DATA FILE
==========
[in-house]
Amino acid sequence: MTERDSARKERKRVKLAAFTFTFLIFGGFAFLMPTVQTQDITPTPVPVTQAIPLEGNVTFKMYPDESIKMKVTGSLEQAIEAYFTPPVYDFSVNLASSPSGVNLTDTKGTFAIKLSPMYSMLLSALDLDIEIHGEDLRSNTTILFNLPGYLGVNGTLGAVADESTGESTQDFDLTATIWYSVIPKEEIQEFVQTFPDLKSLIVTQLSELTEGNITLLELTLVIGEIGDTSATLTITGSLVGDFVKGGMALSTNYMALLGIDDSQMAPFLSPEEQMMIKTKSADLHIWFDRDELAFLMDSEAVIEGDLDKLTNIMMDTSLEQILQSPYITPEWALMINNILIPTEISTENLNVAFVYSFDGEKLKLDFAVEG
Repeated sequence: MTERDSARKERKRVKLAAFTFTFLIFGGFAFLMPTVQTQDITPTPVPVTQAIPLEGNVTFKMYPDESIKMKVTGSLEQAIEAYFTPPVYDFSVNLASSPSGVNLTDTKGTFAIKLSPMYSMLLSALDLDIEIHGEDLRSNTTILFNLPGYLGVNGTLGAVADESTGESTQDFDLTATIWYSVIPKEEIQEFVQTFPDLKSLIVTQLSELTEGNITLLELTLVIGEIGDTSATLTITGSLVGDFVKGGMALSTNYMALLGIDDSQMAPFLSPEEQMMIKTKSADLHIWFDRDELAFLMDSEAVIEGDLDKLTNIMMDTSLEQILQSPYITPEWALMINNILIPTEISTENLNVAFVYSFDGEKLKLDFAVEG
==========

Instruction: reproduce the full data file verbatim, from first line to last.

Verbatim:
[in-house]
Amino acid sequence: MTERDSARKERKRVKLAAFTFTFLIFGGFAFLMPTVQTQDITPTPVPVTQAIPLEGNVTFKMYPDESIKMKVTGSLEQAIEAYFTPPVYDFSVNLASSPSGVNLTDTKGTFAIKLSPMYSMLLSALDLDIEIHGEDLRSNTTILFNLPGYLGVNGTLGAVADESTGESTQDFDLTATIWYSVIPKEEIQEFVQTFPDLKSLIVTQLSELTEGNITLLELTLVIGEIGDTSATLTITGSLVGDFVKGGMALSTNYMALLGIDDSQMAPFLSPEEQMMIKTKSADLHIWFDRDELAFLMDSEAVIEGDLDKLTNIMMDTSLEQILQSPYITPEWALMINNILIPTEISTENLNVAFVYSFDGEKLKLDFAVEG
Repeated sequence: MTERDSARKERKRVKLAAFTFTFLIFGGFAFLMPTVQTQDITPTPVPVTQAIPLEGNVTFKMYPDESIKMKVTGSLEQAIEAYFTPPVYDFSVNLASSPSGVNLTDTKGTFAIKLSPMYSMLLSALDLDIEIHGEDLRSNTTILFNLPGYLGVNGTLGAVADESTGESTQDFDLTATIWYSVIPKEEIQEFVQTFPDLKSLIVTQLSELTEGNITLLELTLVIGEIGDTSATLTITGSLVGDFVKGGMALSTNYMALLGIDDSQMAPFLSPEEQMMIKTKSADLHIWFDRDELAFLMDSEAVIEGDLDKLTNIMMDTSLEQILQSPYITPEWALMINNILIPTEISTENLNVAFVYSFDGEKLKLDFAVEG